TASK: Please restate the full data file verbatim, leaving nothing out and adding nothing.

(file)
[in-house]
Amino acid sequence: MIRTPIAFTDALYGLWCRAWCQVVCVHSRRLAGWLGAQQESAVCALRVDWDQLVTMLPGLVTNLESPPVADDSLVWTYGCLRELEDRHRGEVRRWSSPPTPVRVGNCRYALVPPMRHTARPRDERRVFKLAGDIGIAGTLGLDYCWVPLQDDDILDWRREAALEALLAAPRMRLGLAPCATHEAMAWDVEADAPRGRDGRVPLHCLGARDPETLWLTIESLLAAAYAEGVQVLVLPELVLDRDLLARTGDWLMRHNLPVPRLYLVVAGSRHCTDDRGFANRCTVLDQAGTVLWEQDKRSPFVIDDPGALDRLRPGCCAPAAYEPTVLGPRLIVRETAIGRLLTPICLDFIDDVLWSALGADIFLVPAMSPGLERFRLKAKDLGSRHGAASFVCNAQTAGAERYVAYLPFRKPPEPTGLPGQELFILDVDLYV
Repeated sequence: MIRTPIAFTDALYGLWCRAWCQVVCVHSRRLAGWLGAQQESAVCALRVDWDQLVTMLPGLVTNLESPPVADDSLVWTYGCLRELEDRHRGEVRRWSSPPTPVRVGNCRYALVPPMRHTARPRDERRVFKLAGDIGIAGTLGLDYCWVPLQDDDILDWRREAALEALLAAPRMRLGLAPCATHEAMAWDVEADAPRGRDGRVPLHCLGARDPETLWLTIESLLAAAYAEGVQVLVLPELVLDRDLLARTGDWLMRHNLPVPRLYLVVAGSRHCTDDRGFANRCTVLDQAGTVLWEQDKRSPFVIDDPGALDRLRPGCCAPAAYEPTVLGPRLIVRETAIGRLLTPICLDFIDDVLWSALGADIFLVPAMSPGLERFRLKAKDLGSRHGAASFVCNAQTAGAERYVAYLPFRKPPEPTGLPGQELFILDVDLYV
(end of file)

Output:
[in-house]
Amino acid sequence: MIRTPIAFTDALYGLWCRAWCQVVCVHSRRLAGWLGAQQESAVCALRVDWDQLVTMLPGLVTNLESPPVADDSLVWTYGCLRELEDRHRGEVRRWSSPPTPVRVGNCRYALVPPMRHTARPRDERRVFKLAGDIGIAGTLGLDYCWVPLQDDDILDWRREAALEALLAAPRMRLGLAPCATHEAMAWDVEADAPRGRDGRVPLHCLGARDPETLWLTIESLLAAAYAEGVQVLVLPELVLDRDLLARTGDWLMRHNLPVPRLYLVVAGSRHCTDDRGFANRCTVLDQAGTVLWEQDKRSPFVIDDPGALDRLRPGCCAPAAYEPTVLGPRLIVRETAIGRLLTPICLDFIDDVLWSALGADIFLVPAMSPGLERFRLKAKDLGSRHGAASFVCNAQTAGAERYVAYLPFRKPPEPTGLPGQELFILDVDLYV
Repeated sequence: MIRTPIAFTDALYGLWCRAWCQVVCVHSRRLAGWLGAQQESAVCALRVDWDQLVTMLPGLVTNLESPPVADDSLVWTYGCLRELEDRHRGEVRRWSSPPTPVRVGNCRYALVPPMRHTARPRDERRVFKLAGDIGIAGTLGLDYCWVPLQDDDILDWRREAALEALLAAPRMRLGLAPCATHEAMAWDVEADAPRGRDGRVPLHCLGARDPETLWLTIESLLAAAYAEGVQVLVLPELVLDRDLLARTGDWLMRHNLPVPRLYLVVAGSRHCTDDRGFANRCTVLDQAGTVLWEQDKRSPFVIDDPGALDRLRPGCCAPAAYEPTVLGPRLIVRETAIGRLLTPICLDFIDDVLWSALGADIFLVPAMSPGLERFRLKAKDLGSRHGAASFVCNAQTAGAERYVAYLPFRKPPEPTGLPGQELFILDVDLYV